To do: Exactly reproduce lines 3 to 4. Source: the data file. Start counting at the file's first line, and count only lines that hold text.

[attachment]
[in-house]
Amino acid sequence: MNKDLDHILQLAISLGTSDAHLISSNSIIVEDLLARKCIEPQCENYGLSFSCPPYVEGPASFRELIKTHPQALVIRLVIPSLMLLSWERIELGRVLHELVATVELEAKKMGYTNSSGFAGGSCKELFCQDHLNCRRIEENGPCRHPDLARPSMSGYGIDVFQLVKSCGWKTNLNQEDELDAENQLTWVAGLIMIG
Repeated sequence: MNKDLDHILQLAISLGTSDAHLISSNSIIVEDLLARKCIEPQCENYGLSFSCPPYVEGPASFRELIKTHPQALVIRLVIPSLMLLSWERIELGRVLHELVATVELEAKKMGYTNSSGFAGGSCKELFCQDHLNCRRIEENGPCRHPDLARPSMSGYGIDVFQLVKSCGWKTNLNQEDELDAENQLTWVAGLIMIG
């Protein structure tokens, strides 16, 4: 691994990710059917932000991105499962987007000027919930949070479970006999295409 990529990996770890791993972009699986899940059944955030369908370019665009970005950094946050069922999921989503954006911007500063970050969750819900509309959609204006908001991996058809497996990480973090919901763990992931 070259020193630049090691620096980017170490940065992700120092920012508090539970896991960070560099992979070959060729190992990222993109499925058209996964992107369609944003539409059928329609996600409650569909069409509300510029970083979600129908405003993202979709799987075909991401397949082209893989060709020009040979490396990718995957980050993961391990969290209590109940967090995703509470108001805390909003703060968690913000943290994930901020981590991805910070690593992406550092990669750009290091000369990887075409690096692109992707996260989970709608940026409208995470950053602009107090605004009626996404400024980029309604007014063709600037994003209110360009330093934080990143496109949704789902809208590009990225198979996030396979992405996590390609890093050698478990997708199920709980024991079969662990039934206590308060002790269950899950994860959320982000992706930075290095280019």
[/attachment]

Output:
Repeated sequence: MNKDLDHILQLAISLGTSDAHLISSNSIIVEDLLARKCIEPQCENYGLSFSCPPYVEGPASFRELIKTHPQALVIRLVIPSLMLLSWERIELGRVLHELVATVELEAKKMGYTNSSGFAGGSCKELFCQDHLNCRRIEENGPCRHPDLARPSMSGYGIDVFQLVKSCGWKTNLNQEDELDAENQLTWVAGLIMIG
């Protein structure tokens, strides 16, 4: 691994990710059917932000991105499962987007000027919930949070479970006999295409 990529990996770890791993972009699986899940059944955030369908370019665009970005950094946050069922999921989503954006911007500063970050969750819900509309959609204006908001991996058809497996990480973090919901763990992931 070259020193630049090691620096980017170490940065992700120092920012508090539970896991960070560099992979070959060729190992990222993109499925058209996964992107369609944003539409059928329609996600409650569909069409509300510029970083979600129908405003993202979709799987075909991401397949082209893989060709020009040979490396990718995957980050993961391990969290209590109940967090995703509470108001805390909003703060968690913000943290994930901020981590991805910070690593992406550092990669750009290091000369990887075409690096692109992707996260989970709608940026409208995470950053602009107090605004009626996404400024980029309604007014063709600037994003209110360009330093934080990143496109949704789902809208590009990225198979996030396979992405996590390609890093050698478990997708199920709980024991079969662990039934206590308060002790269950899950994860959320982000992706930075290095280019």